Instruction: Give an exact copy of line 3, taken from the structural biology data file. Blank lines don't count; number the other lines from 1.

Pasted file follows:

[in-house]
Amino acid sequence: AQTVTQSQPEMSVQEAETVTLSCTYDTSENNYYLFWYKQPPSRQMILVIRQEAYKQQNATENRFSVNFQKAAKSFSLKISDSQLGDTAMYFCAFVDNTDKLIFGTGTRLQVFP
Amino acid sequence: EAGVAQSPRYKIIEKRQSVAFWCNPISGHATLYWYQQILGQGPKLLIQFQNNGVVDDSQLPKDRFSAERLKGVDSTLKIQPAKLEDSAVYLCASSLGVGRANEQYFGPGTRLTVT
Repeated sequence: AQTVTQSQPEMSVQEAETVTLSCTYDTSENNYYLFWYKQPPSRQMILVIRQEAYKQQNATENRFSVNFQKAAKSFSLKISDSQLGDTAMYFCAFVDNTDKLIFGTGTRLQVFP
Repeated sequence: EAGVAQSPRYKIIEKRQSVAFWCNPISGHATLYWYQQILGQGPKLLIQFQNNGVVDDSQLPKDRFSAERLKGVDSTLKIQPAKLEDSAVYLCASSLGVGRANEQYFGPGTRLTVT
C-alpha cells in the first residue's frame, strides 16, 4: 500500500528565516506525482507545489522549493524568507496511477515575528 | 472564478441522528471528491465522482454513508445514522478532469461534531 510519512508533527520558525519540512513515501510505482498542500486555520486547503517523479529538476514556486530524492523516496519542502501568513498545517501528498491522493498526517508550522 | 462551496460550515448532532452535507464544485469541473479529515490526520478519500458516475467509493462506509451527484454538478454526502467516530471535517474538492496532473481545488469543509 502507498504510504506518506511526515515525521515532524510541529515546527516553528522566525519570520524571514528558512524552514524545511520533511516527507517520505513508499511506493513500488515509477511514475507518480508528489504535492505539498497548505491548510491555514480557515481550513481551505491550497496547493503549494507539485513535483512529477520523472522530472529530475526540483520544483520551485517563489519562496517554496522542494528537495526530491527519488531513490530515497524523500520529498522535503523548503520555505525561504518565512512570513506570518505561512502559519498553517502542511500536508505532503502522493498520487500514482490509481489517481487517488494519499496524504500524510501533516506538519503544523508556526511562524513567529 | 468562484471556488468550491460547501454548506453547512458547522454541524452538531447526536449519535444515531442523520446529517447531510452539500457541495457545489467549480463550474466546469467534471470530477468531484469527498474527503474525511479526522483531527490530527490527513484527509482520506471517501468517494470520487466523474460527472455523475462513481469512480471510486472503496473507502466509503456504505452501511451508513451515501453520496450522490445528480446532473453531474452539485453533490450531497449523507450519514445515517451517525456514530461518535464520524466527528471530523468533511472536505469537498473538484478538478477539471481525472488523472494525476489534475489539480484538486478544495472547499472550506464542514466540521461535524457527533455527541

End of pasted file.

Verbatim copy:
Amino acid sequence: EAGVAQSPRYKIIEKRQSVAFWCNPISGHATLYWYQQILGQGPKLLIQFQNNGVVDDSQLPKDRFSAERLKGVDSTLKIQPAKLEDSAVYLCASSLGVGRANEQYFGPGTRLTVT